German Parliament reviews stem cell law

Friday, 15 February, 2008

Germany only formed their Stem Cell Act in 2002, but already the German Research Foundation is calling for a loosening of restrictions. For background, the 1990 Embryo Protection Act forbids the production of human embryonic stem cell lines, as it makes anything other than assisted reproductive technology to be an ‘improper use’ of an embryo. Section 2, part 1 reads:

“Anyone who disposes of, or hands over or acquires or uses for a purpose not serving its preservation, a human embryo produced outside the body, or removed from a woman before the completion of implantation in the uterus, will be punished with imprisonment up to three years or a fine.”

Yes, this is restrictive, but one may notice there was a little loophole if a researcher imported, from other countries where the research is legal, embryonic stem cells (rather than human embryos themselves). So, the Stem Cell Act effectively closed this up, except for conditions stipulated in Section 6 (Approval). It’s too long to go through now, but basically the stem cells need to have been created before 2002 in another country, derived entirely from surplus IVF embryos, research purposes need to be very important and the whole process still has to be approved by a ‘competent agency’ (such as the Robert Koch Institute).

Yeah, I’d say they’re restrictive too, although an outright ban would not be unusual for a European country (e.g. Ireland, Austria, Denmark, France).

Back to the recent news, what scientists want to do is to be able to import embryonic stem cell lines created during or after 2002. That restriction was in place to ensure that new stem cell lines were not created for German use (or, as the pro-life camp sees things, to ensure that embryos were not destroyed by German orders).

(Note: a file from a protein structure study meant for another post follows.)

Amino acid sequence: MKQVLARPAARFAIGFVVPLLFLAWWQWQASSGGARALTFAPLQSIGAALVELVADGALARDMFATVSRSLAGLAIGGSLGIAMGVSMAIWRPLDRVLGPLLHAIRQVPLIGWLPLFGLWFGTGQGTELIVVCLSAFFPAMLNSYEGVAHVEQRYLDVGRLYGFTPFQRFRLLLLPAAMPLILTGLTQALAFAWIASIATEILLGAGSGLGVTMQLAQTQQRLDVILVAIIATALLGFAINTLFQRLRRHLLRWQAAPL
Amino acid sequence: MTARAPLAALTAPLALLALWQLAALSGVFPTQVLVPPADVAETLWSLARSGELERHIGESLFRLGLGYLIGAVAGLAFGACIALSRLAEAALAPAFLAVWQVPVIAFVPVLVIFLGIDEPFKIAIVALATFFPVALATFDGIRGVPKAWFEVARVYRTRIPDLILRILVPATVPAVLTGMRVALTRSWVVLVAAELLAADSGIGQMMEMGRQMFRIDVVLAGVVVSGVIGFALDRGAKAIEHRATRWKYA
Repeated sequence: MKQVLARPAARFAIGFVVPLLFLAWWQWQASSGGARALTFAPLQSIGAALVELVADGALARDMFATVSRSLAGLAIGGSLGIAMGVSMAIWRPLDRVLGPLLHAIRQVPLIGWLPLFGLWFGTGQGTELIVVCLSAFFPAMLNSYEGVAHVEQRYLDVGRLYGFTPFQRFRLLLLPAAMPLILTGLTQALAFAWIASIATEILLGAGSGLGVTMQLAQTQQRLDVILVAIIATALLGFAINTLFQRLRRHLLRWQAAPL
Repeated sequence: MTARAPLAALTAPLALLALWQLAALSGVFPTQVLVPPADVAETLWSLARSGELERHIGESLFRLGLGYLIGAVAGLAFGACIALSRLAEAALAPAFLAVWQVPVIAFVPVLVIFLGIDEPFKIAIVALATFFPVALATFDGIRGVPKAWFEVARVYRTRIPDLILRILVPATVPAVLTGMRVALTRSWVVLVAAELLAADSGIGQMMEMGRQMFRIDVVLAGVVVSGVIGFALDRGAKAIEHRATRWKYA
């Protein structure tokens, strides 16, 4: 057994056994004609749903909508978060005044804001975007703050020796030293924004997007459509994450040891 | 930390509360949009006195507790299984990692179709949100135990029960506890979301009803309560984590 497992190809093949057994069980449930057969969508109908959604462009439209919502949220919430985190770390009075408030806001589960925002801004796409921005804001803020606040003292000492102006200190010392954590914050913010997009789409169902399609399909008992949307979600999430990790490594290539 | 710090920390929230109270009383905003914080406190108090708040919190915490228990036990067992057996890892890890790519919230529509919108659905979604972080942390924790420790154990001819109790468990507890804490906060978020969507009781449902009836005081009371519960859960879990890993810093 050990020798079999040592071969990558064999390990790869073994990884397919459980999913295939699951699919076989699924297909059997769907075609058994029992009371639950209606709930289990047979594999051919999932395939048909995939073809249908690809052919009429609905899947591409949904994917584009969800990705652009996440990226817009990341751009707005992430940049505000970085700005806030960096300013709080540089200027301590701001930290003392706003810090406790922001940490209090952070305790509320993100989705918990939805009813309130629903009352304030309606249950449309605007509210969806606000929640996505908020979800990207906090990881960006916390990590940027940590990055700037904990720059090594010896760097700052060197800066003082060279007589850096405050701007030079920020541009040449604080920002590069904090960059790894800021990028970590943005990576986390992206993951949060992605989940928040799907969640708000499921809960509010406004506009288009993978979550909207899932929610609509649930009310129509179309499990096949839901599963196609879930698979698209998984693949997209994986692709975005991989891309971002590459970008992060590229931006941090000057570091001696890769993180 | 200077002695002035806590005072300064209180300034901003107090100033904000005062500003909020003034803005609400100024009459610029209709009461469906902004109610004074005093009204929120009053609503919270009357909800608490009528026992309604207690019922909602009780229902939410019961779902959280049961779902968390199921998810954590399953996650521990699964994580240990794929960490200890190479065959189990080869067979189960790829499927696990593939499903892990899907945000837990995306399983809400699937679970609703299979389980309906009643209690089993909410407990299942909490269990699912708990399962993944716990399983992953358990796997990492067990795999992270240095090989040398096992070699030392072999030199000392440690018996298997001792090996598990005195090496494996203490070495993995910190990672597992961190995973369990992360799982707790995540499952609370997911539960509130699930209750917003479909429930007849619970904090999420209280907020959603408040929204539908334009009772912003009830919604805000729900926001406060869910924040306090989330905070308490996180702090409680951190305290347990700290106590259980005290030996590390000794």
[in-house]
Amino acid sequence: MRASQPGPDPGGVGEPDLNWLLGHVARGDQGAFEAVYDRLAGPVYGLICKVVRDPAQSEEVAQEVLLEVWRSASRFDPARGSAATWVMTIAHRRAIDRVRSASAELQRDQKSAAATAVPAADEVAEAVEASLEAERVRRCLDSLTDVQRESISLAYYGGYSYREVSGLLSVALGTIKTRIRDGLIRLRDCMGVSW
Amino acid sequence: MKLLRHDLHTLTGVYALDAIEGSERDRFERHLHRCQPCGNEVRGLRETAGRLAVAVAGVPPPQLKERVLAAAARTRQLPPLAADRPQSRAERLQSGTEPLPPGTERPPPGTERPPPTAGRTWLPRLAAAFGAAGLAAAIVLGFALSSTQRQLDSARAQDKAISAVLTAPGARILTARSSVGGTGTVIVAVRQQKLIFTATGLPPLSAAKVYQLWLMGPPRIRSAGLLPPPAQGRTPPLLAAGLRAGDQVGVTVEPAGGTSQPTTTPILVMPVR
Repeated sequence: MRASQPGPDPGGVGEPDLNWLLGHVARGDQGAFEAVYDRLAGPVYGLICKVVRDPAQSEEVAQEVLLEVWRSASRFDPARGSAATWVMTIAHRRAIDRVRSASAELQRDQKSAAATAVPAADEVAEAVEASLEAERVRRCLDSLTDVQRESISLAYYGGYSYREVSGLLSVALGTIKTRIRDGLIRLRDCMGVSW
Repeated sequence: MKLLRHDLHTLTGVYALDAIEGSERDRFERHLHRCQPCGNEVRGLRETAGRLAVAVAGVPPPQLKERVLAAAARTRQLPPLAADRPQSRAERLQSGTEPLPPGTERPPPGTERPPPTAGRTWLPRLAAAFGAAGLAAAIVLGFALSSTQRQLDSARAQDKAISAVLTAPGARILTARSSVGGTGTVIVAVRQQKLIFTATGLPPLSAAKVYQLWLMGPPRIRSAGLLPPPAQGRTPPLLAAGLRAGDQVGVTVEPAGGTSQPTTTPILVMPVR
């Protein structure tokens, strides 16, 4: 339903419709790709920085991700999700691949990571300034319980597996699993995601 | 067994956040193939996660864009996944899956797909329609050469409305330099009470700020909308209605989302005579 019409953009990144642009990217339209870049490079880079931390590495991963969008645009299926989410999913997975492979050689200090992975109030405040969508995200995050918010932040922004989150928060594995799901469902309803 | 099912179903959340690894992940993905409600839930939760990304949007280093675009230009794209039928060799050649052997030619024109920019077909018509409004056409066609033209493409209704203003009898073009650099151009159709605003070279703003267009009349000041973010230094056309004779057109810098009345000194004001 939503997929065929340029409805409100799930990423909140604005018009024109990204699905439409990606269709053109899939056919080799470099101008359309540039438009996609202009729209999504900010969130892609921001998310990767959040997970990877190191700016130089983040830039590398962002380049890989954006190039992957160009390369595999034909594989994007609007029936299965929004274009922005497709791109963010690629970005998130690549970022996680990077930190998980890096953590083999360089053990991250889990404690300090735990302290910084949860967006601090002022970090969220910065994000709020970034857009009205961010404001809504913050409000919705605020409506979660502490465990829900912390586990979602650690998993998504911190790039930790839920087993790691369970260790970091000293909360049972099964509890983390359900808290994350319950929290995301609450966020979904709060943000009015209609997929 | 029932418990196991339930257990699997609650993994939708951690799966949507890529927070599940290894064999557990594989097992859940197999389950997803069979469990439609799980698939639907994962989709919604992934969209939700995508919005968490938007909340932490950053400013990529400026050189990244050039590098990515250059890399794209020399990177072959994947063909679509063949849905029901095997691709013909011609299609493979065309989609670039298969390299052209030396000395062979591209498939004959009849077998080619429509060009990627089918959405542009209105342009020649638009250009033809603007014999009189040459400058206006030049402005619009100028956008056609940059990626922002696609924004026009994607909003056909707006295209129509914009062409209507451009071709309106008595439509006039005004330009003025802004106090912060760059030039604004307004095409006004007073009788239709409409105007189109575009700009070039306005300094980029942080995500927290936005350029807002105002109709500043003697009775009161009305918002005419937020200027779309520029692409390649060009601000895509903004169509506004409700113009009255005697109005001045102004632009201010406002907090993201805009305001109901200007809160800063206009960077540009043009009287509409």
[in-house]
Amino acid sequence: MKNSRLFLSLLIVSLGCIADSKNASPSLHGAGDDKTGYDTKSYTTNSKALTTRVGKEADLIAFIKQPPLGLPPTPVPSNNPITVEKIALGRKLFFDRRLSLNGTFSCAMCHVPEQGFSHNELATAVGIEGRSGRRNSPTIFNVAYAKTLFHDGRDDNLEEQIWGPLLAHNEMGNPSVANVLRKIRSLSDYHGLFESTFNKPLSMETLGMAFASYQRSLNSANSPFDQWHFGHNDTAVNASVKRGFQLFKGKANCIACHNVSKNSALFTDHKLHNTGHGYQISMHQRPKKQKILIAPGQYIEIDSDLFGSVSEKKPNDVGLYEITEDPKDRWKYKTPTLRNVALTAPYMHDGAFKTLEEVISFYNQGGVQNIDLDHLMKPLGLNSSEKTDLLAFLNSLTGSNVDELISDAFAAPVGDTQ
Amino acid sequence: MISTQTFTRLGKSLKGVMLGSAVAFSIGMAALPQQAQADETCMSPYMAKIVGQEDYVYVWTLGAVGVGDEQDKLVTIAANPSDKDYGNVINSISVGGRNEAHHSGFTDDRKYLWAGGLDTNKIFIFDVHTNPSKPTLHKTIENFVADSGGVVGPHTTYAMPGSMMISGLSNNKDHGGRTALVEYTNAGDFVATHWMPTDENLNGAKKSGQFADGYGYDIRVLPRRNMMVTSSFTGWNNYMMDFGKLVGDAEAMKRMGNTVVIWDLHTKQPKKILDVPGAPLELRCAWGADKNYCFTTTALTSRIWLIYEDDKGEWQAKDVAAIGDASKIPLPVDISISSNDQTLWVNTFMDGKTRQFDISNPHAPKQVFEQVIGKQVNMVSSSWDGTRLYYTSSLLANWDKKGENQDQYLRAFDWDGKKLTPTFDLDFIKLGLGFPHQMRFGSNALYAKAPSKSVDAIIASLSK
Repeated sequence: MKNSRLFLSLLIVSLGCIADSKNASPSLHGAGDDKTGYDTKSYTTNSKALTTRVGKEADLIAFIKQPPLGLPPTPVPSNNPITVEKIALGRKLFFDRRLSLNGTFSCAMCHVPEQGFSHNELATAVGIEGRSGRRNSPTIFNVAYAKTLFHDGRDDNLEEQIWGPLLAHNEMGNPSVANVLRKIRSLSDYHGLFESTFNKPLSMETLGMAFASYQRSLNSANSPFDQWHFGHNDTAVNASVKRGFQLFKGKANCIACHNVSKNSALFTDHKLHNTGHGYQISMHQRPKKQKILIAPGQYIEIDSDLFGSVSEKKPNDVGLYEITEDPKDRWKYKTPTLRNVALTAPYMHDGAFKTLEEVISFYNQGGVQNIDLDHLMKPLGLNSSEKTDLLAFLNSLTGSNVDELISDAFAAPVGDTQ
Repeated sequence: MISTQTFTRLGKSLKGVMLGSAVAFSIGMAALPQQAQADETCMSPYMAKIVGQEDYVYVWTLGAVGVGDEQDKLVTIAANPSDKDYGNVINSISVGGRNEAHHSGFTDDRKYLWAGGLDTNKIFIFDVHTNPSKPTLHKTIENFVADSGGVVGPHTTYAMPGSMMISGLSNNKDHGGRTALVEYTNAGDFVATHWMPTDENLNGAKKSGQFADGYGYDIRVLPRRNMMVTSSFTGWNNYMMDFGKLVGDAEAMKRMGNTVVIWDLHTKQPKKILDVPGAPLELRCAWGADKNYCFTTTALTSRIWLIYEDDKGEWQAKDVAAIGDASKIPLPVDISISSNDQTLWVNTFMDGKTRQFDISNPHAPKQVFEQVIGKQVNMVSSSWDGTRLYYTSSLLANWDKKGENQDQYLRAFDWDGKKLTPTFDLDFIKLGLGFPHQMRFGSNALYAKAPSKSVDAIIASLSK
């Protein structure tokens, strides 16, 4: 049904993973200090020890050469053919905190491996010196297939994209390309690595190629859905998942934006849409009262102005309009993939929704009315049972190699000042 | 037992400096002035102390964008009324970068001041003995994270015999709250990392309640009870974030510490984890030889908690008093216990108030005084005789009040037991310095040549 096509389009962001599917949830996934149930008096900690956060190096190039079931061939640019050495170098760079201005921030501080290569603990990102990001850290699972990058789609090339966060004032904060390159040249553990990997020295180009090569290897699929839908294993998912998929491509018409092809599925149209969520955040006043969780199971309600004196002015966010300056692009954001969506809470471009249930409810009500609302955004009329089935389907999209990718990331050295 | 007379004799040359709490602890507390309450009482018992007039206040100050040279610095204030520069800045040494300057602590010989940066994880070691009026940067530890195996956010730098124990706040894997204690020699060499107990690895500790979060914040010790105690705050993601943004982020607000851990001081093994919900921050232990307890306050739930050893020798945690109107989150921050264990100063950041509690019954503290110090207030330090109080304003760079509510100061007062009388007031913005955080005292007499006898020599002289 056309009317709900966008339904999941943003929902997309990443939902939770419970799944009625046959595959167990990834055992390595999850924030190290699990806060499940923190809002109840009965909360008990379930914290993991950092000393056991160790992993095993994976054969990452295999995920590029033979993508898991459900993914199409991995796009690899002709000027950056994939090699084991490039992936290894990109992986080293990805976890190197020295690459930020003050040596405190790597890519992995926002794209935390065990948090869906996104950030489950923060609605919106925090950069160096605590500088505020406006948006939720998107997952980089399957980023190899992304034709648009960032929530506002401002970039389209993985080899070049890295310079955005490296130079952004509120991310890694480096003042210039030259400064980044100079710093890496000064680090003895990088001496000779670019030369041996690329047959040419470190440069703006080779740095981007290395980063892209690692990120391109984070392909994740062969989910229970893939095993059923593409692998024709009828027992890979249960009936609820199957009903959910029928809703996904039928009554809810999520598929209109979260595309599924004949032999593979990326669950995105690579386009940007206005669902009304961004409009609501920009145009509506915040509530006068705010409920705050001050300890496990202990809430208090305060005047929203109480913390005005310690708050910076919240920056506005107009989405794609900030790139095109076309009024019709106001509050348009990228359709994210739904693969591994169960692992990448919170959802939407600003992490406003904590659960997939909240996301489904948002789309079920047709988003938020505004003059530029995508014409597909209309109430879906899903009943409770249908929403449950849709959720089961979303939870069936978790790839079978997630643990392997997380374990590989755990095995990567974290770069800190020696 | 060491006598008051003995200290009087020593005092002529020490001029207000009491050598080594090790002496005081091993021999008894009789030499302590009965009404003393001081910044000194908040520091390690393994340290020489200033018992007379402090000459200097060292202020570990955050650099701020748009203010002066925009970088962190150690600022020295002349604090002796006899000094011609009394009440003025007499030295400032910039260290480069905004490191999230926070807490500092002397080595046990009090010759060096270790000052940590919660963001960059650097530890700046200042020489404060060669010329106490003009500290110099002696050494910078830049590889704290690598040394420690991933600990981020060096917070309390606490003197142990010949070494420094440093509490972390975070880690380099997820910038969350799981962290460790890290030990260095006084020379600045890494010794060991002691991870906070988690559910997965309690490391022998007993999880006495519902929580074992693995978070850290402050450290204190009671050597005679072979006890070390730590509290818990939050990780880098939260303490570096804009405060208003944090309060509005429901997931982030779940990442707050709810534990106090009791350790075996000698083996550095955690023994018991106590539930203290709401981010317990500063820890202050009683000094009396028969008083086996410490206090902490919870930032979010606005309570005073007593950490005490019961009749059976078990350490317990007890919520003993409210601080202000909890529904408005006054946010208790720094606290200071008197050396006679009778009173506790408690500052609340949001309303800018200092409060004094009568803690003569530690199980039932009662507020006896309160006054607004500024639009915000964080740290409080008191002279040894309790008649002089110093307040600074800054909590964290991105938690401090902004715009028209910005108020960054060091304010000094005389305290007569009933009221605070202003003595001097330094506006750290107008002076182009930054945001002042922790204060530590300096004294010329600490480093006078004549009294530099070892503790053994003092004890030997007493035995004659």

Juergen Heschele of the University of Cologne said this:

“Now, scientists are significantly more careful about preparing and cultivating human embryonic cells, so it is internationally accepted that the newer cell lines are much better”

So, the German Stem Cell Act basically needs to be updated every year to permit the stem cell lines created the year before. However, if that was sure to happen, a cunning foreign agency could possibly create stem cell lines for the Germans and then cryonically preserve them for the next year. This is more-or-less what some members of Germany’s National Ethics Council wrote last year:

“… a change in the Jan. 1, 2002 cut-off date [stipulated by the Stem Cell Law] would essentially mean to endorse the destruction of embryos abroad and to profit from procedures which are banned [in Germany] by the Embryo Protection Law.”

So, I feel the Germans are set to debate this issue for a long time to come. I feel what really needs to happen is a change in the biopolitical zeitgeist (10 points for working a German loanword into a blog entry about Germany?) so that the Germans may see that embryo research is ethical. Maybe once some embryonic research produces a cure for diabetes, which no doubt costs Germany billions of Euros each year in medical and social impacts, they will change their mind.



  1. […] 2008 An update to the story I blogged about a couple of months ago regarding proposed changes to Germany’s stem cell laws. The proposed changes were just […]

  2. […] update to the story I blogged about a couple of months ago regarding proposed changes to Germany’s stem cell laws. The proposed changes were just […]

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